The Westminster Magistrate court in the United Kingdom on Monday ordered businessman Vijay Mallya to be extradted to India in a case filed by the Central Bureau of Investigation. The judge refused to accept Mallya’s arguments that there were political motives behind the cases of fraud filed against him. In colourful language, judge Emma Arbuthnot tore into the claims made by Mallya’s team, calling describing the businessman a “glamorous, flashy playboy” who had defrauded banks. She has also criticised the banks for their failure to “abide by their own rules” in lending money. Excerpts from the order:

“On the one hand there is no doubt as can be seen from the chronology set out above that there has been a catalogue of failures of the bank at different levels. The failings were before the loans were sanctioned and afterwards. On the other hand, there is not a great deal of evidence from which I could draw inferences that various bank executives were involved in a fraud to defraud their own bank and that when they sanctioned the loans they intended Kingfisher Airlines not to repay the loans as agreed and required.

It is either a case that the various continuing failures were by design and with a motive (possibly financial) which is not clear from the evidence that has been put in front of me, or it is a case of a bank who were in the thrall of this glamorous, flashy, famous, bejewelled, bodyguarded, ostensibly billionaire playboy who charmed and cajoled these bankers into losing their common sense and persuading them to put their own rules and regulations to one side.

The bank’s failings include, as set out above, the failure to abide by their own rules when it came to a new client and an example of this was that despite the low rating the loan was waved through. In fact the first loan was granted even before the risk rating had been carried out. There was a failure to ensure that the guarantees were formally taken when they should have been and a failure to investigate the representations that Kingfisher Airlines made at various stages to obtain the loans. With a bit of care the worthless negative lien on the hire purchase aircraft would have been exposed.

There was a failure to obtain credit reports from other banks involved with Kingfisher Airlines. There was a failure to give proper consideration to the past failures involving loans granted to associated companies. Mrs Sinha [of CBI] said the funds were dispersed without complying with the sanction terms and conditions. IDBI if it had looked more carefully at the loan account would have been able to see where the money was going.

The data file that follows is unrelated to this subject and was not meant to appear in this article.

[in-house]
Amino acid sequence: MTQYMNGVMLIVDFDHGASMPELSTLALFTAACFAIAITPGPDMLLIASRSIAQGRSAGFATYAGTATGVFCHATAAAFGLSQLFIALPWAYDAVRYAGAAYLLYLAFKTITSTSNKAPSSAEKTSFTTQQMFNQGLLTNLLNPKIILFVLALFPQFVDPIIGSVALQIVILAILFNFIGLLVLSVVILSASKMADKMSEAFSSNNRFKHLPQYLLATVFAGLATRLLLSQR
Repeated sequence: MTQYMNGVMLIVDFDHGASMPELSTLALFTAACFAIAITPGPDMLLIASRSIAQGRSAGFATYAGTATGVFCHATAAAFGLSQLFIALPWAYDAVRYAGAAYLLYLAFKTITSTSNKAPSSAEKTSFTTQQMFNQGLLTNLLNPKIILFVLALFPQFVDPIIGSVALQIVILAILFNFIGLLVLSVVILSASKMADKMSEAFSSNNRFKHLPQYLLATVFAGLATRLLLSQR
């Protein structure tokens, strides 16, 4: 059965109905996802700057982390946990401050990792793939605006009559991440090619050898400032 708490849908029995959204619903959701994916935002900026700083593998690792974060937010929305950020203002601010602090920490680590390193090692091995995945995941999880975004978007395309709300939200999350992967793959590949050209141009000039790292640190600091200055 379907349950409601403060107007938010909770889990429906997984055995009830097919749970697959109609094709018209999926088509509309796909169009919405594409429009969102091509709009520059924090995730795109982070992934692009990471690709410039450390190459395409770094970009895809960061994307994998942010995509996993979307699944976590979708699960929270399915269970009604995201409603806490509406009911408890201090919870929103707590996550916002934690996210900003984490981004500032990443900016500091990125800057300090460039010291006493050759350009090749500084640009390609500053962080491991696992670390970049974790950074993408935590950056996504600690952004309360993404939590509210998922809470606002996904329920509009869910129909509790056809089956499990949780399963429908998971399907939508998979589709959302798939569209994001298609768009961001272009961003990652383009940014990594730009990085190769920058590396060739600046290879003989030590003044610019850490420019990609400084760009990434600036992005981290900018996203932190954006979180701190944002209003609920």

I find that there is a case to answer on which a jury properly directed could convict. The catalogue of failures set out above are so numerous and so fundamental, not just prior to the sanctioning of the loans, but also after the loans had been granted, that I consider a reasonable jury, on one possible view of the evidence, could reach a decision that particular co-conspirators such as Mr Agarwal, Mr Batra and Mr Sridhar [bank officials] in particular were involved in a conspiracy to defraud.

If the criteria for lending to Kingfisher Airlines had been applied, if the background checks had been carried out, the loans should not have been granted. If the end use certificates and all the other post sanction conditions applied, the loans would not have been misapplied in the way they were. The evidence as currently before me is not as strong as the evidence in relation to the other allegations being made, nevertheless I find a prima facie case of a conspiracy to defraud which involves not just the Kingfisher Airlines executives but also the named bankers in the IDBI.

On Money laundering

The Government Of India argues that this [loan defaults] sheds light on the Vijay Mallya approach to the loans in the first place. I have found that on the face of it, the Mallya was doing everything he could by using honest or dishonest means to keep the company going, possibly, and this is conjecture, until he could get a foreign company to invest in the business. He had been teetering on the edge of being grounded for a number of months before the loans were granted and once he had obtained them, was not above playing ‘round robin’ as he himself described, to keep the company afloat. At the same time, he was using the Kingfisher Airlines loans to fund anything that became due to be paid.

These payments included what some might say were two vanity projects, the formula 1 racing team and a corporate jet for his own use. In the case of Force India formula 1, IDBI’s loan proceeds were used to clear a bill discounting facility with the Bank of Baroda and to release credit facilities which were later used to fund sponsorship payments to Dr Mallya’s motor racing team in July 2010.

The timing of the payments were significant, in 2009 and 2010, payments were made by Kingfisher Airlines to Force India at a time it was struggling to remain in business. Money from the loans was transferred to Axis Bank then went to HSBC in London, they were said to be payments for operating expenses in relation to flights but the funds were transferred to the racing team. Essentially it appears as if Kingfisher Airlines was funding Dr. Mallya’s team. I have already referred to Margaret Sweeney’s evidence that formula 1 is valuable sponsorship to have and that in 2011 they voluntarily refunded Kingfisher Airlines.


I do not accept that the courts in India are there to do what the politicians tell them to do. As I have already said, the court will be under great scrutiny. I do not find any international consensus which would enable me to find that the judges in India are corrupt. The most the Professor [Martin Lau, a witness] could do was give me a handful of individual examples where the process appeared to be defective in one way or another. Such defective processes came to light and were corrected by the senior courts.”